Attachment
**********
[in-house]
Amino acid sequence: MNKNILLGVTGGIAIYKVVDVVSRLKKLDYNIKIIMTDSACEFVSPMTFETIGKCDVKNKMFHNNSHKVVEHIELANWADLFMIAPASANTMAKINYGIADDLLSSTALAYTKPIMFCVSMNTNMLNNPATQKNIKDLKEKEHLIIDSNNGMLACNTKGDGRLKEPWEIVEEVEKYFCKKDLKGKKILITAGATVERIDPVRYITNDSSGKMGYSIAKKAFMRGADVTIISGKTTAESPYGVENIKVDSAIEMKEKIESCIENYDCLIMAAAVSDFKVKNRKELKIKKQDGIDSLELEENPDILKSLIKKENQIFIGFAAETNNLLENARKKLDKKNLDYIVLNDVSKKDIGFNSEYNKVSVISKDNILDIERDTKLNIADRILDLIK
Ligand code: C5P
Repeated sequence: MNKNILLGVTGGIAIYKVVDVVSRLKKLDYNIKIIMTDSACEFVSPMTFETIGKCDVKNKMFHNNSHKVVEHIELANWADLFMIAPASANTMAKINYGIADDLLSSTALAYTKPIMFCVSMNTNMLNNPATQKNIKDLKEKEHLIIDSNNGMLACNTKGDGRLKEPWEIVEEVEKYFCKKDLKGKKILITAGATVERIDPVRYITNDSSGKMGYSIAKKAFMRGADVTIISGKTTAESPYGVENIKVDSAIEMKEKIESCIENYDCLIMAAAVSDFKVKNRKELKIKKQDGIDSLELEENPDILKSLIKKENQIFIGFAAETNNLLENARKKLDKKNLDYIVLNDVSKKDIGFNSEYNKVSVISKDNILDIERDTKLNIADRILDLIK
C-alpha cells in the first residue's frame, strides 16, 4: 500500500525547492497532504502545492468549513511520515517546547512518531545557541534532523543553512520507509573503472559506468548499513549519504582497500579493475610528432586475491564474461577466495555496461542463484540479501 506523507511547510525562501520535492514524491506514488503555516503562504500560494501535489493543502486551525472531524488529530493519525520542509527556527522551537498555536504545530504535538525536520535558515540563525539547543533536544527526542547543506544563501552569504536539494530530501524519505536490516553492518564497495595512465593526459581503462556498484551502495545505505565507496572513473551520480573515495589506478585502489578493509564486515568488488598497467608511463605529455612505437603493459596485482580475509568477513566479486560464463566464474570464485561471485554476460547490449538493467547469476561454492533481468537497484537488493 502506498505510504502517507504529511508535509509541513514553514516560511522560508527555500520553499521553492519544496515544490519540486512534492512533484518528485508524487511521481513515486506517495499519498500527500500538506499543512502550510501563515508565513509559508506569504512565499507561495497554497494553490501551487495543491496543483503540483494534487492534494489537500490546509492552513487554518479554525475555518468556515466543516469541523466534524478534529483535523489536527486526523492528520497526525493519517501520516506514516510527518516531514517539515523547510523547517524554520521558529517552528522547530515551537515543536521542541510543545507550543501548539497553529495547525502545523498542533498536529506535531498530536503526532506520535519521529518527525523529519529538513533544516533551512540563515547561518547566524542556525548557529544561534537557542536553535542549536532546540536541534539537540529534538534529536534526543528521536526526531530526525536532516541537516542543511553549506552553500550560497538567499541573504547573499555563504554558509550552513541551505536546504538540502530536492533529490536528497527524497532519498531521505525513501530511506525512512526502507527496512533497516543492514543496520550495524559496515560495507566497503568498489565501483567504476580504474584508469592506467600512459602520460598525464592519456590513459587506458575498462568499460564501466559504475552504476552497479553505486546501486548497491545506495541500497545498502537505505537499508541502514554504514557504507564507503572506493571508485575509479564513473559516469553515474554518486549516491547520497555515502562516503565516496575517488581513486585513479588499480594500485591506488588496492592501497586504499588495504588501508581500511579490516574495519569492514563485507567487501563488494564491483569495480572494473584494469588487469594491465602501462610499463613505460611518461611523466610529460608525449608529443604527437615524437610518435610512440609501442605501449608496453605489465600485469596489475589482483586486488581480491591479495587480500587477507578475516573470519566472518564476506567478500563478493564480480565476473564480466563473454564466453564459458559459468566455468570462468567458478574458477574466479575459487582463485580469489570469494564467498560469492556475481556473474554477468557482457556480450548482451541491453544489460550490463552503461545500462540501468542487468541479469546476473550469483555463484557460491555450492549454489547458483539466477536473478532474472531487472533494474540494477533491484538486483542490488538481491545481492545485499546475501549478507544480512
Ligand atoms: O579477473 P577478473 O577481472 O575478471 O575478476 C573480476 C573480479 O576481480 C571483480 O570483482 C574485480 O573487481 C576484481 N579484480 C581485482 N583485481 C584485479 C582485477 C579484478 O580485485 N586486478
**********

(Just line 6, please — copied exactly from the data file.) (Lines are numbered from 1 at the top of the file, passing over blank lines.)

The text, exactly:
Ligand atoms: O579477473 P577478473 O577481472 O575478471 O575478476 C573480476 C573480479 O576481480 C571483480 O570483482 C574485480 O573487481 C576484481 N579484480 C581485482 N583485481 C584485479 C582485477 C579484478 O580485485 N586486478